Commercial compost – for sale at garden centers – is regulated by state agencies, says Marty Grimm, who sells bulk commercial compost from his farm east of Decorah through his company, Upper Iowa Organics (pictured above, photo by Kristine Jepsen). His windrow-style piles, centered on his 34 acres, must maintain an internal temperature of 131 degrees or more for 15 consecutive days, measured by a recognized compost thermometer, before it can be ‘screened’ to remove any ‘overs’ (oversize particles). Then it cures for 3-9 months before it’s ready for sale. “That’s the state’s regulation for ensuring harmful pathogens don’t survive,” Grimm explains. “Compost is quantified and classified as a fertilizer, just like the synthetics.”

If you don’t have room or desire to build a bin or pile, vermicomposting is aerobic composting in miniature – where the red wiggler or manure worm (Eisensia foetida) or the red worm (Lumbricus rebellus) chew up the layers of brown and green inputs, leaving rich, uniform castings.

Plastic worm bins need to be perforated with several holes on all sides for ventilation, and a coarse cloth (coconut mat, burlap) should line the bottom of each bin. When a bin is full and castings uniform, the worms can be ‘removed’ by stacking a new bin containing fresh food on top or alongside it. After mere days, the worms will migrate through the ventilation holes to the fresh grub.

“As with most things, worms will thrive if you just pay attention,” says Jim Tripp, an avid gardener and founding member of Decorah Urban Gardens (DUG). “If they’re slowing down, you have to adjust.” Is the air temp colder? Are they not getting through the wetter materials and need another sheet of newspaper laid on top? “Also, no discussion of worm bins should go without stating: ‘Worms LOVE coffee grounds. Love them.’”

Just think about that next time you’re tossing a filter in the trash.

Who knows? You just might find yourself commissioning a scrap bucket to keep under the sink.


Every windowsill in Kristine Jepsen’s home has at least one plant in it. And she pots up jade starts rather compulsively. It’s time to cultivate compost, too – no more excuses! In addition to writing for Inspire(d), she publishes creative nonfiction and other projects on her site:


How to get started with aerobic composting

Choose a well-drained site and a retaining structure, if desired (wooden pallets, for example, or a rotating bin – you can purchase special bins just for composting that are built on a “spit” for easy spinning)

Alternate 2-4” layers of brown and green materials, roughly adding equal amounts by weight (which means adding more of the drier, lighter brown stuff to balance out the heavier green stuff). Some sources propose adding this volume of material and just stirring it uniformly, instead of messing with layers. Water compost lightly as layers are added.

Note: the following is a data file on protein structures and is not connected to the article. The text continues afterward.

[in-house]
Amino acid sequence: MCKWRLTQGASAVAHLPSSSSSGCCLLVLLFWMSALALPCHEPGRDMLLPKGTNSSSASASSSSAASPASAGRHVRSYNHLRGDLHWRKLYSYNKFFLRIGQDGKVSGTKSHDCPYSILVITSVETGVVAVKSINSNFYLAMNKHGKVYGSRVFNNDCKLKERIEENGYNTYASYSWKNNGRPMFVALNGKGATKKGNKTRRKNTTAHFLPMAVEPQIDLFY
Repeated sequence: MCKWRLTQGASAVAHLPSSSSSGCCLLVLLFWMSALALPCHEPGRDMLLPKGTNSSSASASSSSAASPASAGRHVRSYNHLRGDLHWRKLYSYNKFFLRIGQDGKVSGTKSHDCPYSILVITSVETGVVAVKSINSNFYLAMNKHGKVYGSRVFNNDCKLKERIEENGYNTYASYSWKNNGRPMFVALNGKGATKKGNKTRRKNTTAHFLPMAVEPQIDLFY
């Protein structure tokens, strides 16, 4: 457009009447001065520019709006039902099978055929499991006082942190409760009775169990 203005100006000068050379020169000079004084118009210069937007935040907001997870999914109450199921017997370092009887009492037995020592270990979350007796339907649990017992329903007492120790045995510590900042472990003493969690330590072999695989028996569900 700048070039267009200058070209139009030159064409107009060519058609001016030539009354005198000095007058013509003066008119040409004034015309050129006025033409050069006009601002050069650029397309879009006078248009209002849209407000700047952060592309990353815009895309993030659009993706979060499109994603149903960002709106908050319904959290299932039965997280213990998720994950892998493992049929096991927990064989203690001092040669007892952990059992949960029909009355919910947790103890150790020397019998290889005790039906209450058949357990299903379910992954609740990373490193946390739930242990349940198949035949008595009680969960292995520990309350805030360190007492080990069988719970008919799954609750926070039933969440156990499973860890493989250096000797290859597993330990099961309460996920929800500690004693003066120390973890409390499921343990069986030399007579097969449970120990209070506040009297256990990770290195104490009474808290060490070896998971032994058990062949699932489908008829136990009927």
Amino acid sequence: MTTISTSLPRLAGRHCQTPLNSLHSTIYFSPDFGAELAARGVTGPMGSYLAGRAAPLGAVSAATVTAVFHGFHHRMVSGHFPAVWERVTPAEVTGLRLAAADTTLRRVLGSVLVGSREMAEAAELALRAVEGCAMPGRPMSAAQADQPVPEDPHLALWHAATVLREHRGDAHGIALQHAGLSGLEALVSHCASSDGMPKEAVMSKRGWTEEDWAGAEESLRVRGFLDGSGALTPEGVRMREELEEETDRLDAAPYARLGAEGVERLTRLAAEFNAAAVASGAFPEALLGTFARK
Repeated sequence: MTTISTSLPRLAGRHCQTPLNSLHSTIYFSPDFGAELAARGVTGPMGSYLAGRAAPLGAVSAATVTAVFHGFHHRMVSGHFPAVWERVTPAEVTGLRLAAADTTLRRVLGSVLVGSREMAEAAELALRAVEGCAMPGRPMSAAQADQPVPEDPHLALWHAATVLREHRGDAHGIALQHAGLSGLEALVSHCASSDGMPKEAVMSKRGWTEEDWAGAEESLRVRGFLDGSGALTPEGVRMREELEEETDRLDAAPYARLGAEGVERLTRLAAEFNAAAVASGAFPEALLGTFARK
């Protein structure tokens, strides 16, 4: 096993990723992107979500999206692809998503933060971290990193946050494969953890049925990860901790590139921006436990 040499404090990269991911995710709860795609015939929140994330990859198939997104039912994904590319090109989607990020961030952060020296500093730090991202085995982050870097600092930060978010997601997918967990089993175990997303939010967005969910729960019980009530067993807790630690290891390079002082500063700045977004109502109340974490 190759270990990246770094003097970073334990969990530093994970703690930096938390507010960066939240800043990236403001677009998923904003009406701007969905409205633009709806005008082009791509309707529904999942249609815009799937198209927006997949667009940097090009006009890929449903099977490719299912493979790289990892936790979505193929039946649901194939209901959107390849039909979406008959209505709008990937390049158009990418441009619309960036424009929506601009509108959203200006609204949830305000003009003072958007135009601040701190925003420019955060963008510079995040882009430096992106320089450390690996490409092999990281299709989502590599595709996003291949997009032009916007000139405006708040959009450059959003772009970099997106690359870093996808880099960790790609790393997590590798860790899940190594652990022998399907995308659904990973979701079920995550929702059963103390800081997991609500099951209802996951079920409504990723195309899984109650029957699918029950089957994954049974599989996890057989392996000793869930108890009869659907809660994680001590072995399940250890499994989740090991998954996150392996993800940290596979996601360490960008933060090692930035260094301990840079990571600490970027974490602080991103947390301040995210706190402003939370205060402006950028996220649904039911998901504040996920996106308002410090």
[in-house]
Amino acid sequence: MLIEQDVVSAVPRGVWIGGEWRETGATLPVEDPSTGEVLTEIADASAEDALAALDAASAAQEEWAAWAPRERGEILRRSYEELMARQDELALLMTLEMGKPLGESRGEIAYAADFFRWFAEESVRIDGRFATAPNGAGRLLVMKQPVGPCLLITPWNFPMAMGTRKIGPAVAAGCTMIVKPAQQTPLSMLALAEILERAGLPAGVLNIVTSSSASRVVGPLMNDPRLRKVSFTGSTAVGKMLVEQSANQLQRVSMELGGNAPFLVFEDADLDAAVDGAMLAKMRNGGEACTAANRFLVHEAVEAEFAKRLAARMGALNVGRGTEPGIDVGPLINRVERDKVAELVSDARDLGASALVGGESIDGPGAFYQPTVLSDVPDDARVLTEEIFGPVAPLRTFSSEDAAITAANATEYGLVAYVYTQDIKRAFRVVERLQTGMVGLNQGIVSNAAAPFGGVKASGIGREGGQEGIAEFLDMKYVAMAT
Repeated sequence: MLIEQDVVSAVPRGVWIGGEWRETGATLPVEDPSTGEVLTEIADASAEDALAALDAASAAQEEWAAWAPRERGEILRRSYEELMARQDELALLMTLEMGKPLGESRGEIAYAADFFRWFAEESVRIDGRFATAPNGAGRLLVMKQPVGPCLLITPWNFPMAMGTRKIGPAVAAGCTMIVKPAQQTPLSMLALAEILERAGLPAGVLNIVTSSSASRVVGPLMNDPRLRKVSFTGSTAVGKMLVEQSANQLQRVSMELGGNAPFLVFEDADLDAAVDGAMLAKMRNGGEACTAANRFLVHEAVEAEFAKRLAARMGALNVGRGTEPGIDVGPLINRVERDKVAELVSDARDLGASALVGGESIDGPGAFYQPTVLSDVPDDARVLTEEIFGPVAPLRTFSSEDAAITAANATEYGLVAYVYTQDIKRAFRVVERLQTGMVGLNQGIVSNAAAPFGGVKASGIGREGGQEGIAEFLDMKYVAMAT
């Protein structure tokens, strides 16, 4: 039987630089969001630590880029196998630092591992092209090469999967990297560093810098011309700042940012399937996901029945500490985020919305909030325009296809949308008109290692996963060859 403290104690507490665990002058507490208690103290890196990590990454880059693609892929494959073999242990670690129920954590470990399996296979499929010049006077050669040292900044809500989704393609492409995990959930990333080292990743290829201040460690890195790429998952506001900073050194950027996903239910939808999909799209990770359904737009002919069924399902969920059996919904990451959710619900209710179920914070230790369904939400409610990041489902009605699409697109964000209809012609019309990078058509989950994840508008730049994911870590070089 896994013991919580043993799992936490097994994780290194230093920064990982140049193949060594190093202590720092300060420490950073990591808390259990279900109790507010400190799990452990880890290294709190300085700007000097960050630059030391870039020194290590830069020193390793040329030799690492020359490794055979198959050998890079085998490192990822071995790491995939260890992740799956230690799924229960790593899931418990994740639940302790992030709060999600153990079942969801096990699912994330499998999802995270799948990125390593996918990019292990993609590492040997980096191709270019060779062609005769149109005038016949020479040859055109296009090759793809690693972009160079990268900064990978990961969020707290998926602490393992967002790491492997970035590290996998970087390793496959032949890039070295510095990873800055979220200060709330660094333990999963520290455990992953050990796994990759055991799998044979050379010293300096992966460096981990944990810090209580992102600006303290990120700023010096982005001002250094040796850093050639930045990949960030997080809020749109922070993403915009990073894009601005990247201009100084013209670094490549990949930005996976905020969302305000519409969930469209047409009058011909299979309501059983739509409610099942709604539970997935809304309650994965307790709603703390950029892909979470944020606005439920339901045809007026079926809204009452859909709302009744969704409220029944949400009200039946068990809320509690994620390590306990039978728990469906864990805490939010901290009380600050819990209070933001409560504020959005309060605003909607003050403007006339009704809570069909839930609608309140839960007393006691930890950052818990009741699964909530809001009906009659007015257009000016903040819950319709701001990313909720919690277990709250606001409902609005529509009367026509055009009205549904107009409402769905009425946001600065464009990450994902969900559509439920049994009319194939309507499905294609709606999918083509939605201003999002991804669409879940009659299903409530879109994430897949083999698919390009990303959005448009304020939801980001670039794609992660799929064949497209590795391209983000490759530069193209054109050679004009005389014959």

Keep the site 3’x3’x3’ or thereabouts so the work of stirring it or turning it is manageable. ‘Turning’ means removing everything from the bin and putting it back in, moving material from the edges of the pile to the middle, as possible. Keeping the site compact also encourages bacterial activity and keeps the heat from dissipating in cooler temperatures.

Continue to add material to a pile, as warranted by the space, burying food scraps in the center and covering each green addition with a layer of ‘brown’ inputs, such as dry leaves.

To ‘finish’ a pile, stop adding new material and let the compost cure until turning no longer generates bacterial activity (heat).


Composting gone wrong: Common mistakes and how to fix them

Don’t overwater or overfeed with nitrogen-rich “green” ingredients. The microbes, including worms, can’t keep up. If your pile or bin feels more moist than a damp (not dripping) wash rag, back off on the green stuff and add some dry “brown” stuff to restore order.

Stinky, slimy mess? Turn the pile uniformly or stir the worm bin. Every phase of aerobic composting requires an influx of oxygen. Check your carbon-to-nitrogen ratio of ingredients to adjust for moisture, too. Keep in mind that some ingredients can go either way: Grass clippings are full of nitrogen (green) when they’re fresh and wet. They’re more in the ‘brown’ camp once they’ve dried.

Won’t heat up? The pile likely contains too much carbon (brown ingredients). Mix more green inputs into the pile and aerate thoroughly. If still too dry, water the whole pile and stir again.

Don’t compost pet droppings, bones or meat scraps, which often contain pathogens that aren’t killed in the range of thermic activity in the average home compost pile.

Don’t compost colored paper – the dyes that create the color may contain metals and other chemicals that harm beneficial composting bacteria.

Avoid composting yard waste containing weed seeds, which are also difficult to kill.


Interactive compost recipe calculator

Comprehensive how-to from Texas A&M Extension Service

The chemistry of composting

Florida’s state site for home composting

Guidelines for testing finished compost

Good list of browns and greens — with their carbon:nitrogen ratios

List of ‘greens’ and ‘browns’

Source for vermicomposting worms

Or, ask around town – an active composter might even have worms to share!